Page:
When all Products are Digital: Software Ecosystems and the Decline of Physical Goods and Services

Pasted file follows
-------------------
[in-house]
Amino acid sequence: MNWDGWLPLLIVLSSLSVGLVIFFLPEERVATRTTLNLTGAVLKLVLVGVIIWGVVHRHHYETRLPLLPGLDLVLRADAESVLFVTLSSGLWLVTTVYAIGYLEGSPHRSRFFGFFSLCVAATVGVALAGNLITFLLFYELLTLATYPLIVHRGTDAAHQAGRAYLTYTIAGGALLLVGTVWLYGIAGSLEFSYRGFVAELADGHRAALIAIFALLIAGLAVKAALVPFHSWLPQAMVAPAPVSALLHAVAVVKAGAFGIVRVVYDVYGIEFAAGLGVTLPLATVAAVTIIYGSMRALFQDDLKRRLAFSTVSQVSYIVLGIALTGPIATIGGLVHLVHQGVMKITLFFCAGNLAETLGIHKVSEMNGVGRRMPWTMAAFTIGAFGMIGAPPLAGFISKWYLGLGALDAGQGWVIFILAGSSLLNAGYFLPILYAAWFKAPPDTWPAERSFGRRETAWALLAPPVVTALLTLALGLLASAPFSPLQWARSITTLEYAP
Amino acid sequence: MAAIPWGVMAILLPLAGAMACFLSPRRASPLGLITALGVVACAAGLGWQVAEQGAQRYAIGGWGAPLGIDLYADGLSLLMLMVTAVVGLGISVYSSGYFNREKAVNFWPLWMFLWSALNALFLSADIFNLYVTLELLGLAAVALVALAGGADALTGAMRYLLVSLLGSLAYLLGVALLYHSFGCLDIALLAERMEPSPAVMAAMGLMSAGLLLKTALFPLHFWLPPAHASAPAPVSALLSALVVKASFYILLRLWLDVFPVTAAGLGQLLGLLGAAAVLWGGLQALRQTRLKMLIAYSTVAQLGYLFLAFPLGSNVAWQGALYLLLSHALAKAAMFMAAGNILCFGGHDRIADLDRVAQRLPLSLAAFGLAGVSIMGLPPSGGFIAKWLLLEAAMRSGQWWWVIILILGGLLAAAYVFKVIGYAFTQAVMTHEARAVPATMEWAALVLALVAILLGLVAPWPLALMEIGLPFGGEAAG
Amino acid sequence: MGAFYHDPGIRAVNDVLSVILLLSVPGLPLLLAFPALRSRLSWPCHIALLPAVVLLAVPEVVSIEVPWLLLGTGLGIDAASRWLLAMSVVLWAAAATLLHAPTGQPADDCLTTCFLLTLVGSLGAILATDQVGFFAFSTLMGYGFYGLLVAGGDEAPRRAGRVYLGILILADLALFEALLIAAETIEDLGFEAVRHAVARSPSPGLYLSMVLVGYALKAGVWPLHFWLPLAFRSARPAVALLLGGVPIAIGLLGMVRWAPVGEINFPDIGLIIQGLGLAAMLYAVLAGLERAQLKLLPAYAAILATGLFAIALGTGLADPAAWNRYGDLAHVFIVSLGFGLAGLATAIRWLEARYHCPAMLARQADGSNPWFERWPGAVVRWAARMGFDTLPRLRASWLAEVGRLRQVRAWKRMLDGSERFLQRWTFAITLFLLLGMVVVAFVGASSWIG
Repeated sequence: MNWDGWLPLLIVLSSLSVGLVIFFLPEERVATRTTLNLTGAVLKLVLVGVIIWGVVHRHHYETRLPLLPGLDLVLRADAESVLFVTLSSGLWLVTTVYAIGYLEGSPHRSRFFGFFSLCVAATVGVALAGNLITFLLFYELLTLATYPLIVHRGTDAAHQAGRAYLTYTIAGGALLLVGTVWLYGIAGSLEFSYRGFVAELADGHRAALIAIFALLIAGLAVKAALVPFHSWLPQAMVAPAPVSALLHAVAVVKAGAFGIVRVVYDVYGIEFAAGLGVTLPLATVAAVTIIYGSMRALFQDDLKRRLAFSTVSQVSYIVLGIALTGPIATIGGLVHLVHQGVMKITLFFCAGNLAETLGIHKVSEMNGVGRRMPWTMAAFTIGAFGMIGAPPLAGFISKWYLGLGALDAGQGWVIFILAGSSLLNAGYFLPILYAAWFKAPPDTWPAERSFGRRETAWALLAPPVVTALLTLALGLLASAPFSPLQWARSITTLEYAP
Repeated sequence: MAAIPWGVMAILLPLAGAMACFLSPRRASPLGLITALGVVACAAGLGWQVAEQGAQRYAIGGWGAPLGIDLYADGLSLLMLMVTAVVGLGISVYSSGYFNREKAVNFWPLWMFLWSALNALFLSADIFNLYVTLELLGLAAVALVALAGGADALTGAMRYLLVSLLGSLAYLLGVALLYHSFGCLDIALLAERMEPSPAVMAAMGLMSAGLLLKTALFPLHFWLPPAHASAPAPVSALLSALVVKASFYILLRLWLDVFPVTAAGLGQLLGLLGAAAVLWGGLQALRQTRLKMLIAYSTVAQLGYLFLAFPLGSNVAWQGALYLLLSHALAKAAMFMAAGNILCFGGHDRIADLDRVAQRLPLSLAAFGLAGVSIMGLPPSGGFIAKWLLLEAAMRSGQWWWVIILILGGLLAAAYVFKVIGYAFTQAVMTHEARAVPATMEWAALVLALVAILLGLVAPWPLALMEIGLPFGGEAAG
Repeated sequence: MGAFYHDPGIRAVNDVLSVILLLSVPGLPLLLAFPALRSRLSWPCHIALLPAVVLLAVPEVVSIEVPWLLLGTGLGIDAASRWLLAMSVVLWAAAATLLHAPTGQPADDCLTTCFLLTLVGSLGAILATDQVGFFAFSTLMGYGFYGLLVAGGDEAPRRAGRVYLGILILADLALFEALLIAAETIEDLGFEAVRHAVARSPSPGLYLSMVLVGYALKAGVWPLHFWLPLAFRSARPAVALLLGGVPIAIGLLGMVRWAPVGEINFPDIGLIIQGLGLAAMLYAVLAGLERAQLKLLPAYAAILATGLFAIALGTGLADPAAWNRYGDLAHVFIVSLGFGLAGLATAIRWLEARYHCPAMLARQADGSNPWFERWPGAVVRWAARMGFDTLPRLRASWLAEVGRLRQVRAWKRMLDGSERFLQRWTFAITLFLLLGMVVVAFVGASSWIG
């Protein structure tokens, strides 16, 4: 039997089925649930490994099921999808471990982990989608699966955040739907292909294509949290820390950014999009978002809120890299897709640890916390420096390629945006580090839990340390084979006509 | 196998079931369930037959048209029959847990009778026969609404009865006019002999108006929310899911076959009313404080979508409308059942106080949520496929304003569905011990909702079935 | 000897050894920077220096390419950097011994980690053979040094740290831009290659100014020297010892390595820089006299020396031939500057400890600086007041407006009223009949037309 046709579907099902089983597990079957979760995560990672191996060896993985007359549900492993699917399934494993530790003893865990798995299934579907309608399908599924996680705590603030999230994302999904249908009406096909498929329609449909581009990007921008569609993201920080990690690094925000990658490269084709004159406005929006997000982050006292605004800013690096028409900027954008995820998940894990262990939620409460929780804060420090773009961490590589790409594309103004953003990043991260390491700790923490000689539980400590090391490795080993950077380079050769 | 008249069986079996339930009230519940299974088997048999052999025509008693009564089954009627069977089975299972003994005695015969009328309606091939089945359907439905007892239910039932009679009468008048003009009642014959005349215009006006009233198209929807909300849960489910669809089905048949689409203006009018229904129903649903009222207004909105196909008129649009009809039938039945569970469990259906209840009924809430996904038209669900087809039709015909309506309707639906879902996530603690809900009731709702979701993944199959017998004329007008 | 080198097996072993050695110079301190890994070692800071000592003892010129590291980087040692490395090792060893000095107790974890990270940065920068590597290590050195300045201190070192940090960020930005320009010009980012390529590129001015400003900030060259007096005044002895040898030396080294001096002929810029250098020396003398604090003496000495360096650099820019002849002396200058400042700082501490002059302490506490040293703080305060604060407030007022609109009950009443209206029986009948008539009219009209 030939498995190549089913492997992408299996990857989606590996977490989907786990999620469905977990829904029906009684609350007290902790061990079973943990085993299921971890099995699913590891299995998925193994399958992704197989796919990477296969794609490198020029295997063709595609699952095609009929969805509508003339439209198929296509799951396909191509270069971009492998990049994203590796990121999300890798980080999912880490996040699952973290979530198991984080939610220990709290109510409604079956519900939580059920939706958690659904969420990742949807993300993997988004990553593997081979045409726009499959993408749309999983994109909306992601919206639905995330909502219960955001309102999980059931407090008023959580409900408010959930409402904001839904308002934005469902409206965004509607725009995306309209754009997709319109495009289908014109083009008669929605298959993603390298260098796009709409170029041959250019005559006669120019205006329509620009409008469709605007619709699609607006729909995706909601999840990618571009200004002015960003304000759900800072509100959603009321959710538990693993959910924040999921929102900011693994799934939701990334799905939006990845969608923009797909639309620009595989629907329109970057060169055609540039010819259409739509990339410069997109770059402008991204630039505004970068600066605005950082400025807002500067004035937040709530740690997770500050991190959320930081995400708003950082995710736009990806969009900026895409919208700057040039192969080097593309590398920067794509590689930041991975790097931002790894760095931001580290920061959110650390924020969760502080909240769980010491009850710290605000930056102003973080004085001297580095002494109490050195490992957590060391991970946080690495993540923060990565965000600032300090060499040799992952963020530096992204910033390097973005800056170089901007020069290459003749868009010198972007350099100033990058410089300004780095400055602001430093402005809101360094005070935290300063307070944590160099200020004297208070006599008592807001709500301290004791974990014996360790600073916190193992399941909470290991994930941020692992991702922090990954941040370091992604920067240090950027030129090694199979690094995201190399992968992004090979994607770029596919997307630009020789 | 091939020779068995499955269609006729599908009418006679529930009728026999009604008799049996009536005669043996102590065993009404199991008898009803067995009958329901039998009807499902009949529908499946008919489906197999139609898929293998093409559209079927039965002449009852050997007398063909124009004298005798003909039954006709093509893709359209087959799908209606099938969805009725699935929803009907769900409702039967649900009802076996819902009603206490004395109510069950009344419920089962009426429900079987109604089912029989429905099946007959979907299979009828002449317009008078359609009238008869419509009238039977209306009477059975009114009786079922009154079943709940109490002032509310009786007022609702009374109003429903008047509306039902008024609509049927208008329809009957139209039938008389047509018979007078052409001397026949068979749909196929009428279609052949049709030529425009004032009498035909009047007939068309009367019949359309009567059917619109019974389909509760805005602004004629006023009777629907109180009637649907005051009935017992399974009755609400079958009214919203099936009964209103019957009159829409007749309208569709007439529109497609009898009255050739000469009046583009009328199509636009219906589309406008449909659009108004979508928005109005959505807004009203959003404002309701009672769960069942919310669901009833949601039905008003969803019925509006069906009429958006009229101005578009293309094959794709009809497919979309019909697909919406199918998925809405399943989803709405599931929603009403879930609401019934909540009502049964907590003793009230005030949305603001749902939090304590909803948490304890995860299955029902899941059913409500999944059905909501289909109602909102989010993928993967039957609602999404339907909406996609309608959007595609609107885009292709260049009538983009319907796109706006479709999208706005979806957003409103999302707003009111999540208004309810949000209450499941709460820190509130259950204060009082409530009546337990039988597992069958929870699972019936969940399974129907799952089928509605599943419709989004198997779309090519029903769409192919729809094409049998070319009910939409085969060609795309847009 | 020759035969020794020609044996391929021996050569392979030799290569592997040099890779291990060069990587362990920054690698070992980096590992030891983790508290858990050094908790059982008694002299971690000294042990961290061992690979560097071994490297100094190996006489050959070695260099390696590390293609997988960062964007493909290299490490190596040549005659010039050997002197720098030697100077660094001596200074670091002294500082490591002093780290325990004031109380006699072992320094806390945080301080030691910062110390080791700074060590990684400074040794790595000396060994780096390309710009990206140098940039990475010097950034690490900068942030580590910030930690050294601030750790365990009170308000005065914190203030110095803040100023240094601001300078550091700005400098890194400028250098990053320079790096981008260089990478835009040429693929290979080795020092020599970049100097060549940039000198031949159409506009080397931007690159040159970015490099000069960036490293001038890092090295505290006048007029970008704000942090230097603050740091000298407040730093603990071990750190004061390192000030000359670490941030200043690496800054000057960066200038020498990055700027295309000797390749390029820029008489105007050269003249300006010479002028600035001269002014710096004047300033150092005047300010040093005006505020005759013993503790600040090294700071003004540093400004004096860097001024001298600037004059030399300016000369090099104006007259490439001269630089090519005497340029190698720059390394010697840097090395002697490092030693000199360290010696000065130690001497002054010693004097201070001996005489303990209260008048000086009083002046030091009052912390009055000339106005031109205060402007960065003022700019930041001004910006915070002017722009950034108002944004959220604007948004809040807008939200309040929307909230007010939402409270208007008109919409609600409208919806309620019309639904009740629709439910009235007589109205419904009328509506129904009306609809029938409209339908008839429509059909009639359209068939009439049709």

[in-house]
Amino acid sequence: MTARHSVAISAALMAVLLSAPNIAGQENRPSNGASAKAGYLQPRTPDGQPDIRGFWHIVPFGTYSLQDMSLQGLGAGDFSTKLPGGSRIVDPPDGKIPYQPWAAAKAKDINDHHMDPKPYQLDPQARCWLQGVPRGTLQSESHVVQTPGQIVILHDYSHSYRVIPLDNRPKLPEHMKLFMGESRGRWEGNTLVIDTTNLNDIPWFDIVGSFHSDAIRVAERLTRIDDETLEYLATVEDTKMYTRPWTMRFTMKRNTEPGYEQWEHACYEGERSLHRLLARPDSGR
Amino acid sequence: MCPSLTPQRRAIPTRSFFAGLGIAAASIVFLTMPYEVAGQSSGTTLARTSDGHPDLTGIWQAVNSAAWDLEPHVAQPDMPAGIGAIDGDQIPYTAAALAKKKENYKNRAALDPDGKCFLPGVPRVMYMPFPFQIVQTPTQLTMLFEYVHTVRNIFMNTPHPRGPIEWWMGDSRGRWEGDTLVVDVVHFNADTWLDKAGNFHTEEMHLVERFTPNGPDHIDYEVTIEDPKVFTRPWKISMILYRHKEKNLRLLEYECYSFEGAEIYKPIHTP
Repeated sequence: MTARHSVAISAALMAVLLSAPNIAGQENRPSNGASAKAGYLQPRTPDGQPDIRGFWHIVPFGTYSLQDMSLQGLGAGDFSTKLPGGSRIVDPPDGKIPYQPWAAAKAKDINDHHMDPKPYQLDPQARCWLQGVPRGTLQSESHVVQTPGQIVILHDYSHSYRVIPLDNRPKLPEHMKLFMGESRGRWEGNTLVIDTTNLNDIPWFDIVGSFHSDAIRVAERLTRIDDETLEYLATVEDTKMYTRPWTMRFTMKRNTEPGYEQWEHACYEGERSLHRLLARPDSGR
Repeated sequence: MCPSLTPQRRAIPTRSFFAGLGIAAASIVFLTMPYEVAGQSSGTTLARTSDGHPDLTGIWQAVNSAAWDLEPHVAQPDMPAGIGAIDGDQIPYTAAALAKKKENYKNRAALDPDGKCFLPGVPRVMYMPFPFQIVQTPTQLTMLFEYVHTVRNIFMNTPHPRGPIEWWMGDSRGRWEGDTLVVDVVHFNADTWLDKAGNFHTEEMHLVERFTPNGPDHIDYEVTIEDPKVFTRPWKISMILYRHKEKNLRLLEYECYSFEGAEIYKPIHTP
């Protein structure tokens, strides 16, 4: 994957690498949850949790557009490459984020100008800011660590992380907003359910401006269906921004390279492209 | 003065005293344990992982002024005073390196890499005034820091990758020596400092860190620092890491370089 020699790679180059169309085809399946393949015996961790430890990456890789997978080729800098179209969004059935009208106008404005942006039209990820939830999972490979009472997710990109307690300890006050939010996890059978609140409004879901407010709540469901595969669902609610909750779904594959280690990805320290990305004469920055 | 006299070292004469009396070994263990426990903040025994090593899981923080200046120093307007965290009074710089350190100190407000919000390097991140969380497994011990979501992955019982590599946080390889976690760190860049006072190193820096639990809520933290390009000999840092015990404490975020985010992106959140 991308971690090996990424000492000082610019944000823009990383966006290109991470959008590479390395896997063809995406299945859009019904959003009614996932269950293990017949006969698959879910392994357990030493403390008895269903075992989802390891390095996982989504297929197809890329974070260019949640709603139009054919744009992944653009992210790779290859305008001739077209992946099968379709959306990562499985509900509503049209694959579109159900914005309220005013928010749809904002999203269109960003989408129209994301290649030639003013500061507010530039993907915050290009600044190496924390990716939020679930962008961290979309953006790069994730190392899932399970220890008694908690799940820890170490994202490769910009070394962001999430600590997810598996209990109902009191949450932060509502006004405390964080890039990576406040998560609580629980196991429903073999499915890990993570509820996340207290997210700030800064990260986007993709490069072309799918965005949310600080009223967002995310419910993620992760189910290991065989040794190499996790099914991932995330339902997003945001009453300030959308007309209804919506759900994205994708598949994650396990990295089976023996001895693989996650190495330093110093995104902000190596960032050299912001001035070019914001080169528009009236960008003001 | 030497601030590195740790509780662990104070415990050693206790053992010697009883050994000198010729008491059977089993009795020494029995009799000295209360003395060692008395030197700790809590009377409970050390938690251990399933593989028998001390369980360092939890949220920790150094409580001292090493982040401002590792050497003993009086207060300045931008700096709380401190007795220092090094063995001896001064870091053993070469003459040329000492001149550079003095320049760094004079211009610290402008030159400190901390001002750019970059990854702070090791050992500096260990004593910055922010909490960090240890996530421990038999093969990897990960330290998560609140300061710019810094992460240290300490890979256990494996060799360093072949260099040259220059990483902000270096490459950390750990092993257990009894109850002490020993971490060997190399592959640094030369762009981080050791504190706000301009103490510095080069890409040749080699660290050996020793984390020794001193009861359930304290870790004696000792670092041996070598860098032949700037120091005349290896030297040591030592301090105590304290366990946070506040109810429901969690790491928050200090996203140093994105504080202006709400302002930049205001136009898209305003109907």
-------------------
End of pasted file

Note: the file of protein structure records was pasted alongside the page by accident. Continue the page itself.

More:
How does the integration of digital components into products and services affect the intangible value of firms as reflected in economic measures such as Tobin's q? This research investigates the premise that when two products are related because they require similar resources and capabilities, they will be produced in tandem, whereas dissimilar goods are less likely to be produced together. A graph-theoretic ‘digital complexity’ metric for proximity to software is constructed in a dynamic network of complementary products and services. We use this network to measure digital complexity at the firm level, using merger and acquisition data spanning the years 1990 to 2014. Our analysis applied various panel regressions, demonstrating a positive relationship between firms’ digital complexity and their intangible value. Our results are also corroborated with a set of alternative firm performance measures. The identified relationship is robust for various model specifications that control for firm fixed-effects, mitigating the potential for endogeneity, and a list of possible confounding factors. Our findings suggest that digital complexity helps explain how firms develop sustainable value that is intangible, imperfectly mobile, and hence, difficult for competitors to replicate. Digital complexity, as such, is not a monetary investment or commodity; rather it should be understood as a form of socio-technological complexity reflecting firms’ unique combination of intangible resources and capabilities. When these are difficult to imitate, they erect barriers to market entry for competitors in a quickly changing market.